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    Re: Latitude and longitude around noon
    From: Brad Morris
    Date: 2017 Mar 30, 07:48 -0400
    Hello Peter (and others who have provided an answer)

    The careful navigator uses all of the data provided.  You will note that Frank attached to his quiz a photo of a large ship and that photo includes a natural sea horizon.

    Since the photo was taken at (or near) LAN, we must therefore assume that Frank, when looking due south along his meridian, can see the natural sea horizon.

    How many of those of you who provided an answer bothered to check, using one of any number of tools available,that your positional solution afforded Frank that view.  For example, Peter, the view from your position is of a smallish lake, which would have no sea horizon.  Indeed, my first, and erroneous, answer placed Frank deep onto the woods of Rhode Island, with a great view of a tree.  That certainly can't be correct. 

    Since the latitude from Frank's LAN onservation is fairly certain, I merely scanned along the Rhode Island coast until I could find a PUBLIC beach with that latitude and that view.  There were other locations that might have served, but Beavertail Point, in Beavertail State Park seems to fit best.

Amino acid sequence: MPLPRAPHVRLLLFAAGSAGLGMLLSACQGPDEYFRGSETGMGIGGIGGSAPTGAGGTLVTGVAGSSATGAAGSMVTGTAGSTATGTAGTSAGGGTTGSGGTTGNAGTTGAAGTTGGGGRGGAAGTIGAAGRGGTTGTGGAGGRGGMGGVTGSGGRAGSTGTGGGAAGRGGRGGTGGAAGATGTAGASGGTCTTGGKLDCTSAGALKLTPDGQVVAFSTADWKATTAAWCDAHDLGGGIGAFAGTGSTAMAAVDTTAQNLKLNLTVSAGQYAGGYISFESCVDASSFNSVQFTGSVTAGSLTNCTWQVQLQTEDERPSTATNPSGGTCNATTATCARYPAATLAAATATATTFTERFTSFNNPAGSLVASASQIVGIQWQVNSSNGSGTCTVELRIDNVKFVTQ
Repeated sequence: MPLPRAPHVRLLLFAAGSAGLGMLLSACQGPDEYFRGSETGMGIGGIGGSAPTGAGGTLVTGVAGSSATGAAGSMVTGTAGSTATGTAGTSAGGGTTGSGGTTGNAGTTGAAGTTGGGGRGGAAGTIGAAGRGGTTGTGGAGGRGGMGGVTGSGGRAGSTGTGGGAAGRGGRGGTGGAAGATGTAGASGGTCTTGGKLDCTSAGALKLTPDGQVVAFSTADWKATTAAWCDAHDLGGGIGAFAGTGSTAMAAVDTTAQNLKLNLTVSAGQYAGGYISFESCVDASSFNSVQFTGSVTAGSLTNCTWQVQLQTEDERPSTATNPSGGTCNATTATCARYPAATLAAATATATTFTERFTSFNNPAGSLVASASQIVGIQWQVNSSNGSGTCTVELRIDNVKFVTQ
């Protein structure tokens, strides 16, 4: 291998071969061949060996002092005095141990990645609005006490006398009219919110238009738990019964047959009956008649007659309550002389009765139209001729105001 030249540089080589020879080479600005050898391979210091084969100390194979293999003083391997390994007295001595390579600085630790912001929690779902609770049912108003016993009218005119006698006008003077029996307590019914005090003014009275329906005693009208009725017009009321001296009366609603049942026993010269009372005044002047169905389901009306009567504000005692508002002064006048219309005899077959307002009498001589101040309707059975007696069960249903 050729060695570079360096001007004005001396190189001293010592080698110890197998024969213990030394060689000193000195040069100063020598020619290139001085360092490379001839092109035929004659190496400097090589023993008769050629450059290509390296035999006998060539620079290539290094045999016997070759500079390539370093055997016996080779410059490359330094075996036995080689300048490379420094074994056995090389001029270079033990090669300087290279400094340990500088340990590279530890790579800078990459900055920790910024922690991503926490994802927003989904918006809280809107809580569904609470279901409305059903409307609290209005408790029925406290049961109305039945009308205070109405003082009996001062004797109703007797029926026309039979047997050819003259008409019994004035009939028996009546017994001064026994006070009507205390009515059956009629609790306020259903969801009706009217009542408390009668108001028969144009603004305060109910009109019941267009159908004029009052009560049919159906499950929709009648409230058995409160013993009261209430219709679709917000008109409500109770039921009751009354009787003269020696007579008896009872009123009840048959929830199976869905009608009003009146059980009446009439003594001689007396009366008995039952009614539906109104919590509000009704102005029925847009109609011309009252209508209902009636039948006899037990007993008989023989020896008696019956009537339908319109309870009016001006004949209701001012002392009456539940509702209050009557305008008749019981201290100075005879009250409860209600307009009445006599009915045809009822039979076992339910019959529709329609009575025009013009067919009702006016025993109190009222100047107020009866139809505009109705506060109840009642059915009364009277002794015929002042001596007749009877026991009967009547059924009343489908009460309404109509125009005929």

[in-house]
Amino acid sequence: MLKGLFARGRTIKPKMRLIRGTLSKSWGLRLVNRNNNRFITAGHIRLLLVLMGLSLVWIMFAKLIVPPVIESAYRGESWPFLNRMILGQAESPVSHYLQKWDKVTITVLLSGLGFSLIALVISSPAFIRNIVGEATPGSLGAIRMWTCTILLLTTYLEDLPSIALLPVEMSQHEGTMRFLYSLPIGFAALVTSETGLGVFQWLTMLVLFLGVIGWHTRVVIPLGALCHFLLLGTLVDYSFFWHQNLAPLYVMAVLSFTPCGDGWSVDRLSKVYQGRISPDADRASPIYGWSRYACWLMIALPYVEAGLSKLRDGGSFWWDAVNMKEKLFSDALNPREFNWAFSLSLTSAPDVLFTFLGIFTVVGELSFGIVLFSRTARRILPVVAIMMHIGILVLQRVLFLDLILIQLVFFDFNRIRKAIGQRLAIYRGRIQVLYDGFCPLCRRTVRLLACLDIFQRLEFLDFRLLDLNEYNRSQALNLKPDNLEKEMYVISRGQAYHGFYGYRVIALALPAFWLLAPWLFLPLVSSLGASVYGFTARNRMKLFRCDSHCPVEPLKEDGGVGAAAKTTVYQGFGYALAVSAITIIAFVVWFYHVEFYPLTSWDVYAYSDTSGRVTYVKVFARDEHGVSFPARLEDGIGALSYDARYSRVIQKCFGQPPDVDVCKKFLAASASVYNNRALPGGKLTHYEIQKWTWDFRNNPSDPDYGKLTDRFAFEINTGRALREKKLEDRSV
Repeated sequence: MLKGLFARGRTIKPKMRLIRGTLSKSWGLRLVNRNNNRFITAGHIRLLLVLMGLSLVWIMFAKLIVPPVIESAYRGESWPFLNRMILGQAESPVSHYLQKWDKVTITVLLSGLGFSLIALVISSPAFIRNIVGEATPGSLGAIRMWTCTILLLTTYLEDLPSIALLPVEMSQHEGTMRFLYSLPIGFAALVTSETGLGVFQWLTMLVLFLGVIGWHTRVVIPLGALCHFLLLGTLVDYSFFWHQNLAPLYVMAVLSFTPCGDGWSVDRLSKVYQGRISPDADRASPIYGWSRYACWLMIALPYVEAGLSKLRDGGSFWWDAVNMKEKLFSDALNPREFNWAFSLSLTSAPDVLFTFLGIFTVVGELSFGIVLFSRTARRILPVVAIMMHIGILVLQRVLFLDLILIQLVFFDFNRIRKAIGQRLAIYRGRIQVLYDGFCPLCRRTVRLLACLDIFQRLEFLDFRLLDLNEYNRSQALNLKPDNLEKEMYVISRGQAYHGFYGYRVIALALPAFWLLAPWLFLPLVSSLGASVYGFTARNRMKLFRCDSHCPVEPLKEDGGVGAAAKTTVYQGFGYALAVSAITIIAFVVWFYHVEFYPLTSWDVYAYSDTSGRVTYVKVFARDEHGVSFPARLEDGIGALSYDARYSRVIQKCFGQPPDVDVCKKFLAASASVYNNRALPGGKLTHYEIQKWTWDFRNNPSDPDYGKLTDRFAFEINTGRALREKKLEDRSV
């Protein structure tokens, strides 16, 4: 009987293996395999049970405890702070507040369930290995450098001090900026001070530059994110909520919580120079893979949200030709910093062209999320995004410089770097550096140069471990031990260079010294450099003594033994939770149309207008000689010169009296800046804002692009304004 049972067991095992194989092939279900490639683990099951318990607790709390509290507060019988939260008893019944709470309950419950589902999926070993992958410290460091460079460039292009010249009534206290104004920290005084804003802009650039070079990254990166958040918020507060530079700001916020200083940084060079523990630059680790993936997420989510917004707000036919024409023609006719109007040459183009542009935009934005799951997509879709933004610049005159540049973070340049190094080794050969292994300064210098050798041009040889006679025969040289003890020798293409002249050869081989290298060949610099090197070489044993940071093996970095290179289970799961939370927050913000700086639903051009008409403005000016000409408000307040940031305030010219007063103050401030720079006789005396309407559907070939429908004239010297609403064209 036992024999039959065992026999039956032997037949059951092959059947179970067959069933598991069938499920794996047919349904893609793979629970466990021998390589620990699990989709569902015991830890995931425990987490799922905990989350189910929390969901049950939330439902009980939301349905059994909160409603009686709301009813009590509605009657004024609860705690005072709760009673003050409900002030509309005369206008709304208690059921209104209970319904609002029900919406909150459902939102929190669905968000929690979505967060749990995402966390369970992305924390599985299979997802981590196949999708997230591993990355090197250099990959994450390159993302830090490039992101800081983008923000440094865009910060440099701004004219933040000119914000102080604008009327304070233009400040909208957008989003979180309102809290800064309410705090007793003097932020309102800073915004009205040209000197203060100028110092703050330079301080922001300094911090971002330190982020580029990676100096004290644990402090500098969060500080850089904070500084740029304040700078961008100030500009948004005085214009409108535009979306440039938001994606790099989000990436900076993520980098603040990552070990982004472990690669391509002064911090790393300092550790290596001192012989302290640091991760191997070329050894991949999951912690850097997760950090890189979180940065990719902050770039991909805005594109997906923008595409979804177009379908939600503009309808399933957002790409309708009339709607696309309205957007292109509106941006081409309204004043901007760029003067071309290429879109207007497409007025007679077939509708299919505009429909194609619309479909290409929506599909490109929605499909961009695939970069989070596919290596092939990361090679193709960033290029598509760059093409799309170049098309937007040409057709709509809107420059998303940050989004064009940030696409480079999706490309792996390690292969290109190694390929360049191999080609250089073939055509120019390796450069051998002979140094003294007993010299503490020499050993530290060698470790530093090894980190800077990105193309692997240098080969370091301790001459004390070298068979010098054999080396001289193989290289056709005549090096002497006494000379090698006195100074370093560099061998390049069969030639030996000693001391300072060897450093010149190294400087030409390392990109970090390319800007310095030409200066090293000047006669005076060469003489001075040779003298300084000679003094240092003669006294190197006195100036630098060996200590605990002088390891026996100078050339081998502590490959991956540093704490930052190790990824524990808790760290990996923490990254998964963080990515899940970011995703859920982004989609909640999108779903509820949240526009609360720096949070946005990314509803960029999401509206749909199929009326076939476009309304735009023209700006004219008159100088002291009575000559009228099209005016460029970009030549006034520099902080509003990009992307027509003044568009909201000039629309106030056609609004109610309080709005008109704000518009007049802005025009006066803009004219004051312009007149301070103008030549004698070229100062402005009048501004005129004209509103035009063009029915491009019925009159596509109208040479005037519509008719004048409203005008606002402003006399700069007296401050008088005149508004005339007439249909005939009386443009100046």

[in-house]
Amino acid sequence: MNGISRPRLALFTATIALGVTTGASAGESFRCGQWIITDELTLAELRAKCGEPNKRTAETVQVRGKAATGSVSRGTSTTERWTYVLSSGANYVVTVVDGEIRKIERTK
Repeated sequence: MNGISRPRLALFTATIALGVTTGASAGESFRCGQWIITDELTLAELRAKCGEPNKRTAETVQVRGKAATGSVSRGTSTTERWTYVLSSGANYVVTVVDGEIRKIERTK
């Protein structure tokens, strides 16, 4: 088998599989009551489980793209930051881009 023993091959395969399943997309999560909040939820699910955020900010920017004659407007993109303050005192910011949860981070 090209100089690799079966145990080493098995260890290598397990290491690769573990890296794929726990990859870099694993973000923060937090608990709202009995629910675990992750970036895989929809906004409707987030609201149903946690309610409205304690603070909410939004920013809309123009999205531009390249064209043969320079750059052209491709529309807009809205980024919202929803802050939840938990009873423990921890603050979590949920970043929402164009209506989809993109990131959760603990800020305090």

As a hint to the others, have you checked your answer on Google Earth?   Does your positional solution afford a natural sea horizon view due south?  If not, you need to rethink your answer.


    On Mar 30, 2017 12:54 AM, "Peter Hakel" <NoReply_PeterHakel@fer3.com> wrote:

    Revisiting Frank’s LAN data set with the Nautical Almanac method based on least-squares:


    I obtain:

    N 41° 27.3’
    W 71° 27.2’

    which is very close to my earlier two results. This is the most laborious method, using more data and fewer assumptions and approximations, so the result should be quite good. I recall Frank coining the term “rapid-fire fix” some time ago and pointing out that a noon curve is a special case of that.

    Peter Hakel

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